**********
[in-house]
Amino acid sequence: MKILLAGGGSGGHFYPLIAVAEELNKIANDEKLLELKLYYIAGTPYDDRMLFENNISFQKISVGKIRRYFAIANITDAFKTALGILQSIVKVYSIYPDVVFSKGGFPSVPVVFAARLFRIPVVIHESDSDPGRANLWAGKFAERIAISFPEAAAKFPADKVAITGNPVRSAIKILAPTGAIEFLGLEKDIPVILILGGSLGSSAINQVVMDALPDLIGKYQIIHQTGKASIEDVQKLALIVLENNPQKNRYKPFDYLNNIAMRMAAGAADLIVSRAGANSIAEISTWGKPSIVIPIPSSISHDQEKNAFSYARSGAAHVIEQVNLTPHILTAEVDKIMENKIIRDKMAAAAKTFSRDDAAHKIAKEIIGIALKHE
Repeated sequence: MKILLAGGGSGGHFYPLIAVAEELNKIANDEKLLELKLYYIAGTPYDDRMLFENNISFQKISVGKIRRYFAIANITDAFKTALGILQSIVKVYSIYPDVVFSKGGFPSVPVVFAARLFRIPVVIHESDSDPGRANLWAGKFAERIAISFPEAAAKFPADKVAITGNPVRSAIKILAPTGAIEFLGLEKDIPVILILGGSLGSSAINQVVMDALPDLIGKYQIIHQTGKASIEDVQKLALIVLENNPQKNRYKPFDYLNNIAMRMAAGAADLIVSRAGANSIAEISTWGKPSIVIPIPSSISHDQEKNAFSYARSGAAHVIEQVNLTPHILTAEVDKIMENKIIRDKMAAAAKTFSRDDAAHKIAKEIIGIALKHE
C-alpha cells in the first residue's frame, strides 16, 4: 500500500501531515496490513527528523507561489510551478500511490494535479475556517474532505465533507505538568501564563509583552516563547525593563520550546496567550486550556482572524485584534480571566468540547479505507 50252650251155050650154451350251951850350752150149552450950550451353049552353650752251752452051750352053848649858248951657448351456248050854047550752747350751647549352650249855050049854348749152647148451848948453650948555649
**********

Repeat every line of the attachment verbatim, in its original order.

[in-house]
Amino acid sequence: MKILLAGGGSGGHFYPLIAVAEELNKIANDEKLLELKLYYIAGTPYDDRMLFENNISFQKISVGKIRRYFAIANITDAFKTALGILQSIVKVYSIYPDVVFSKGGFPSVPVVFAARLFRIPVVIHESDSDPGRANLWAGKFAERIAISFPEAAAKFPADKVAITGNPVRSAIKILAPTGAIEFLGLEKDIPVILILGGSLGSSAINQVVMDALPDLIGKYQIIHQTGKASIEDVQKLALIVLENNPQKNRYKPFDYLNNIAMRMAAGAADLIVSRAGANSIAEISTWGKPSIVIPIPSSISHDQEKNAFSYARSGAAHVIEQVNLTPHILTAEVDKIMENKIIRDKMAAAAKTFSRDDAAHKIAKEIIGIALKHE
Repeated sequence: MKILLAGGGSGGHFYPLIAVAEELNKIANDEKLLELKLYYIAGTPYDDRMLFENNISFQKISVGKIRRYFAIANITDAFKTALGILQSIVKVYSIYPDVVFSKGGFPSVPVVFAARLFRIPVVIHESDSDPGRANLWAGKFAERIAISFPEAAAKFPADKVAITGNPVRSAIKILAPTGAIEFLGLEKDIPVILILGGSLGSSAINQVVMDALPDLIGKYQIIHQTGKASIEDVQKLALIVLENNPQKNRYKPFDYLNNIAMRMAAGAADLIVSRAGANSIAEISTWGKPSIVIPIPSSISHDQEKNAFSYARSGAAHVIEQVNLTPHILTAEVDKIMENKIIRDKMAAAAKTFSRDDAAHKIAKEIIGIALKHE
C-alpha cells in the first residue's frame, strides 16, 4: 500500500501531515496490513527528523507561489510551478500511490494535479475556517474532505465533507505538568501564563509583552516563547525593563520550546496567550486550556482572524485584534480571566468540547479505507 50252650251155050650154451350251951850350752150149552450950550451353049552353650752251752452051750352053848649858248951657448351456248050854047550752747350751647549352650249855050049854348749152647148451848948453650948555649